Pete walks out of the office, and, as is usual a few hours before the start of a game, he posts the line-up card on the bulletin board on the wall. He says nothing about the line-up; it changes seldom, except on the occasions he decides to give Dylan, Kent, Dan or Eliot a rare start. The only notable difference from the normal of late is that Kent is given the start at first, but that is due to Terry’s hamstring. As usual, after posting the line-up card, Pete goes back into his office without saying a word. Bran is the first one to walk up to the bulletin board after Pete’s departed, but instead of leaving after a quick glance, Bran stands there, transfixed.
“Guys. You gotta come see this.” Even though he’s from the Ohio Valley, enough winters playing baseball in the Caribbean have left a mark on Bran’s voice. He speaks in that deep voice, sounding like he says mon when he means man. It works perfectly with his dreads and reggae music he likes to sneak into the CD player.
Monty knows Bran wouldn’t mention something if it wasn’t worth it, so he follows the throng and finds an angle at which he can see the card. Though Pete’s handwriting is messy, it’s far from illegible and Monty reads:
1. Bran Stromer CF
2. TJ Redd 2B
3. Damien Riley SS
4. Alfredo Martinez 3B
He doesn’t look at the rest of the card; he knows what Bran caught. It’s a well-known bit of clubhouse lore that Pete is a fan of Italian food, and that he often eats something akin to macaroni slathered in alfredo sauce before a game, and the slip is amusing.
“Adrian,” Bran says, “I didn’t realize you were so saucy, man.”
“Yes, well, I could be a breakfast cereal,” Adrian replies, not missing a
beat. There is a moment of silence, and then, from Leo—
“Yeah, Bran, he could be that hi-fiber laxative…”
“Aw, man, are you telling me you’d rather be creamy, white and sticky than whole grain?”
“You know,” Kent interjects, at the perfect moment, “there is an important part of my biology that I should hope is creamy, white and sticky.”
There is a half second of silence, as those in the locker room try to decide how to respond to Kent’s comment, but when Bran cracks his smile and Graeme has one of his looks, the locker room is lost in laughter. Had anyone else uttered the words, it probably would have topped out at being vaguely amusing, but Kent times it just right, and that, coupled with the cadence of his accent has even Monty out of breath.
The release that the laughter provides is overpowering and all of the tension that has been building in the small space evaporates in an instant. There is relief in knowing that they haven’t lost their sense of humor beyond all repair. There is a great release in knowing that the laughter isn’t forced or laughter for the sake of laughter, but laughter because something funny has happened. It gets loud enough for Pete to come back out of his office, looking bewildered, but at the same time relieved to see his team, at least momentarily, happy.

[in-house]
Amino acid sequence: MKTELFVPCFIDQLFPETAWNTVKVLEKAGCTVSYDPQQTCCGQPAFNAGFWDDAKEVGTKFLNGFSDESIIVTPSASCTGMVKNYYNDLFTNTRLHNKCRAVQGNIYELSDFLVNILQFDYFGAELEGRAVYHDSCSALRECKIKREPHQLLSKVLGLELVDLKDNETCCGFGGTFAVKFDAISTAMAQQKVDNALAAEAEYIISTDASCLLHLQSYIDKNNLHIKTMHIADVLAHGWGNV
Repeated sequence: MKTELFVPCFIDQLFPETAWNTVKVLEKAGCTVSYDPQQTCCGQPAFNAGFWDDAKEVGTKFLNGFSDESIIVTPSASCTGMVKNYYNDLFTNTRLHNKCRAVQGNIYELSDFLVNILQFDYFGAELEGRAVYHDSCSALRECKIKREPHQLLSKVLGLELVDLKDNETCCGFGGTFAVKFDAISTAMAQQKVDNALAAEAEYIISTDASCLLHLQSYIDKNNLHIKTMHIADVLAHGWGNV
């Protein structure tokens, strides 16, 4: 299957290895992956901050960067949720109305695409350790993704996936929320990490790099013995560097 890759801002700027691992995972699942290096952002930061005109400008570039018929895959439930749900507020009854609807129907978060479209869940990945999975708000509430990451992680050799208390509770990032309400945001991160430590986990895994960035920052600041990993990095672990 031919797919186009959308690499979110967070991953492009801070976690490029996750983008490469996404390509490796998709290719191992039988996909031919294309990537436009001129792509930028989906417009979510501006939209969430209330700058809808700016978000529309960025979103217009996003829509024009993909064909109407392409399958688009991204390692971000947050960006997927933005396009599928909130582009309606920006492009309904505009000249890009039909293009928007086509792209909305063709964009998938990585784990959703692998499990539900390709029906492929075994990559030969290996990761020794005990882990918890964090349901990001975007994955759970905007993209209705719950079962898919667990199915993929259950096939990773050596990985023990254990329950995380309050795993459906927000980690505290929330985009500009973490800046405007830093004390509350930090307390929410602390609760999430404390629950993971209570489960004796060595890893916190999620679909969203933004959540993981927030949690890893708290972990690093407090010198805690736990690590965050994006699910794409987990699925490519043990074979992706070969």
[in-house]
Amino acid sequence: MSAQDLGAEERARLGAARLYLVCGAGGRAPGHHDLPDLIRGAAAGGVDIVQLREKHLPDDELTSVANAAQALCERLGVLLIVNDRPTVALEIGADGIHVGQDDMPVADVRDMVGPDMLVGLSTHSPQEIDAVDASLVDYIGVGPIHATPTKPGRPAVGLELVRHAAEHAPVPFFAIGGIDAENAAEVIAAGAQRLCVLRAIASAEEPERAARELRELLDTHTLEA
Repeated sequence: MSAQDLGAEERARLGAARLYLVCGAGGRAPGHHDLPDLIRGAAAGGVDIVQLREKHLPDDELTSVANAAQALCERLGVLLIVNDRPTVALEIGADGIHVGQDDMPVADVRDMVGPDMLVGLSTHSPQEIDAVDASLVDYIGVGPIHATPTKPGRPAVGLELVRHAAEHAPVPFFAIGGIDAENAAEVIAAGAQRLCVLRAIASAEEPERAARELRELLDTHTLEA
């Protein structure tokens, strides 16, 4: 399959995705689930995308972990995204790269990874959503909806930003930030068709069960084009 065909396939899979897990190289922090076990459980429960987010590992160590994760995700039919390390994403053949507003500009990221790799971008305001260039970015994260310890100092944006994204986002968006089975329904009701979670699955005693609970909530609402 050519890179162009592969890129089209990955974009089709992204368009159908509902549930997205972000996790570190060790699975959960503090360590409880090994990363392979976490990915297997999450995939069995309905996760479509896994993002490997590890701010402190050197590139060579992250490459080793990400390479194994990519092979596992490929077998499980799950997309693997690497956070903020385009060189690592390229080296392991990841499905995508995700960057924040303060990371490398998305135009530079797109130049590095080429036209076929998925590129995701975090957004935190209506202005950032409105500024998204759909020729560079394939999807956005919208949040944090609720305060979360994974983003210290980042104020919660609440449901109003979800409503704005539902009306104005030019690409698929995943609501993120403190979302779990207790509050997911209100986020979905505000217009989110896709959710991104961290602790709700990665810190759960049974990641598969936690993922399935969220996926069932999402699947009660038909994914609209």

“What’s so funny?” He doesn’t raise his voice and says it in the same voice as if he was asking for the time, which only adds to the laughter. Bran is the only one who can come to his senses enough to answer Pete with a semi-straight face.
“Coach, you got a thing for that Italian food?”
“I like Italian food, yes, but what does that have to do with anything?”
“You made a sauce out of Adrian, creamy, white and sticky.” Again, the locker room erupts in laughter, but Pete is still slightly bewildered, so Bran points to the line-up card. As Pete approaches, the rest of the Spartans move backwards, so that by the time Pete is up close enough to the card to read it, he is alone. It takes him a moment to spot his error, but he does it fast enough to avoid a prolonged awkward silence.
“Ah. I see. Well, then, Adrian, you have my full apology, and as part of the apology, I’ll make sure to get some fettuccini alfredo in here for after the game. Sound good?” Pete sees a look of approval on nearly everyone’s face, so, satisfied, he returns to his office for last minute pre-game preparations.
The thought of warm, creamy pasta after the game is enough to occupy Monty’s mind for the rest of the time that it takes him to finish getting dressed, and, indeed, it occupies his mind so much that he nearly forgets to check the line-up card. He’s not really sure what he expects to see when he remembers to look at it, but what he does see, is his name not penciled, but penned in the number nine spot. The pitcher’s spot.
LEAGE STANDINGS THROUGH THE END OF MAY
New England Tribe 27-14
Hope City Spartans 24-17
New York Knights 24-17
Florida ‘Canes 19-22
Washington Sox 15-26
Chicago Lakemen 24-17
Minnesota Berserkers 23-18
Cleveland Rivermen 23-18
St. Louis Gold 22-19
Memphis Jazz 22-19
Detroit Moose 15-26
California Diablos 29-12
Seattle ‘Nauts 25-16
Denver Mustang 20-21
Texas Stampede 19-22
Kansas City ‘Nadoes 15-26
Saturday, January 5, 2008